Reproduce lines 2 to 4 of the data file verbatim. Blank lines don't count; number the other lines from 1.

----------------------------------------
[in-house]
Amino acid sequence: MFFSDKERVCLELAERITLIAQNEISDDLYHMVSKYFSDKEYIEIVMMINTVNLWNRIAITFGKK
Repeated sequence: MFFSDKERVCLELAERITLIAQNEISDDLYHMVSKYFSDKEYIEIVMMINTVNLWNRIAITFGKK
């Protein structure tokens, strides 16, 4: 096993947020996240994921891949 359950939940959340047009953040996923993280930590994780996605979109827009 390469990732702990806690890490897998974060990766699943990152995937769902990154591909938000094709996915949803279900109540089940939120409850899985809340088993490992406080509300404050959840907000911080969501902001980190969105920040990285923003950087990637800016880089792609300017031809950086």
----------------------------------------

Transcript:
Amino acid sequence: MFFSDKERVCLELAERITLIAQNEISDDLYHMVSKYFSDKEYIEIVMMINTVNLWNRIAITFGKK
Repeated sequence: MFFSDKERVCLELAERITLIAQNEISDDLYHMVSKYFSDKEYIEIVMMINTVNLWNRIAITFGKK
């Protein structure tokens, strides 16, 4: 096993947020996240994921891949 359950939940959340047009953040996923993280930590994780996605979109827009 390469990732702990806690890490897998974060990766699943990152995937769902990154591909938000094709996915949803279900109540089940939120409850899985809340088993490992406080509300404050959840907000911080969501902001980190969105920040990285923003950087990637800016880089792609300017031809950086």